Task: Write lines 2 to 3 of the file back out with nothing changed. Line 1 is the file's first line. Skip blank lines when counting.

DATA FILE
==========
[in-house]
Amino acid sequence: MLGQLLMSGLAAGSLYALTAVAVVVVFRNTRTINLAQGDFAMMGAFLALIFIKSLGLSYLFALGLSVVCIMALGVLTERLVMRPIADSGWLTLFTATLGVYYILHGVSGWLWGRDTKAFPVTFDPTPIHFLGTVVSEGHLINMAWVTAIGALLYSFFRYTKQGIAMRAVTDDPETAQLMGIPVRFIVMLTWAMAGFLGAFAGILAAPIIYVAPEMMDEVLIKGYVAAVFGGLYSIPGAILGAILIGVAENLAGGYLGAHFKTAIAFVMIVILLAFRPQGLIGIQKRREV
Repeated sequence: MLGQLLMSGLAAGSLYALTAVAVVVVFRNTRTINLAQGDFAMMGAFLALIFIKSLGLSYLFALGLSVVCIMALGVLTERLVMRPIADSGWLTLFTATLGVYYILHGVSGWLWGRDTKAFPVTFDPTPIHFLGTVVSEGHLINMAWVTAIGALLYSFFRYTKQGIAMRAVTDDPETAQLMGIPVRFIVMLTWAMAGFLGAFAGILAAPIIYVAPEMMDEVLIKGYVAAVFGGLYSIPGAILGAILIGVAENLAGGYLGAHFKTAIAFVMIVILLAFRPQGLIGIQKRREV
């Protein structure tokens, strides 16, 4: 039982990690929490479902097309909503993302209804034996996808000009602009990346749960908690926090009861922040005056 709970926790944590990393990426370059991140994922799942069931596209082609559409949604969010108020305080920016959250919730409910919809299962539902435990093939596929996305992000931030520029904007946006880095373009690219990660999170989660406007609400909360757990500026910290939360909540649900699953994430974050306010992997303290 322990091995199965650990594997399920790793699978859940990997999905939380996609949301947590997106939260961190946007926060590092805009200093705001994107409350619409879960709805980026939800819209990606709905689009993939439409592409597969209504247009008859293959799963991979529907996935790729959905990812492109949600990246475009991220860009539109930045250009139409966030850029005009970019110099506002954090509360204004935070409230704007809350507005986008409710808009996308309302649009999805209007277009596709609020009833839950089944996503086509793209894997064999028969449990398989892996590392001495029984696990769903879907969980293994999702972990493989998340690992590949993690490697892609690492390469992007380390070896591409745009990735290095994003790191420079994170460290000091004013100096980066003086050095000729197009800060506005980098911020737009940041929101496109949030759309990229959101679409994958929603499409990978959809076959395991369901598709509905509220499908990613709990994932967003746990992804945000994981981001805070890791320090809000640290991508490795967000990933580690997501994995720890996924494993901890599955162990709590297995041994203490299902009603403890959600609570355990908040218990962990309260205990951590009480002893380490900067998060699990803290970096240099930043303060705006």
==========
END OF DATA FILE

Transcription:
Amino acid sequence: MLGQLLMSGLAAGSLYALTAVAVVVVFRNTRTINLAQGDFAMMGAFLALIFIKSLGLSYLFALGLSVVCIMALGVLTERLVMRPIADSGWLTLFTATLGVYYILHGVSGWLWGRDTKAFPVTFDPTPIHFLGTVVSEGHLINMAWVTAIGALLYSFFRYTKQGIAMRAVTDDPETAQLMGIPVRFIVMLTWAMAGFLGAFAGILAAPIIYVAPEMMDEVLIKGYVAAVFGGLYSIPGAILGAILIGVAENLAGGYLGAHFKTAIAFVMIVILLAFRPQGLIGIQKRREV
Repeated sequence: MLGQLLMSGLAAGSLYALTAVAVVVVFRNTRTINLAQGDFAMMGAFLALIFIKSLGLSYLFALGLSVVCIMALGVLTERLVMRPIADSGWLTLFTATLGVYYILHGVSGWLWGRDTKAFPVTFDPTPIHFLGTVVSEGHLINMAWVTAIGALLYSFFRYTKQGIAMRAVTDDPETAQLMGIPVRFIVMLTWAMAGFLGAFAGILAAPIIYVAPEMMDEVLIKGYVAAVFGGLYSIPGAILGAILIGVAENLAGGYLGAHFKTAIAFVMIVILLAFRPQGLIGIQKRREV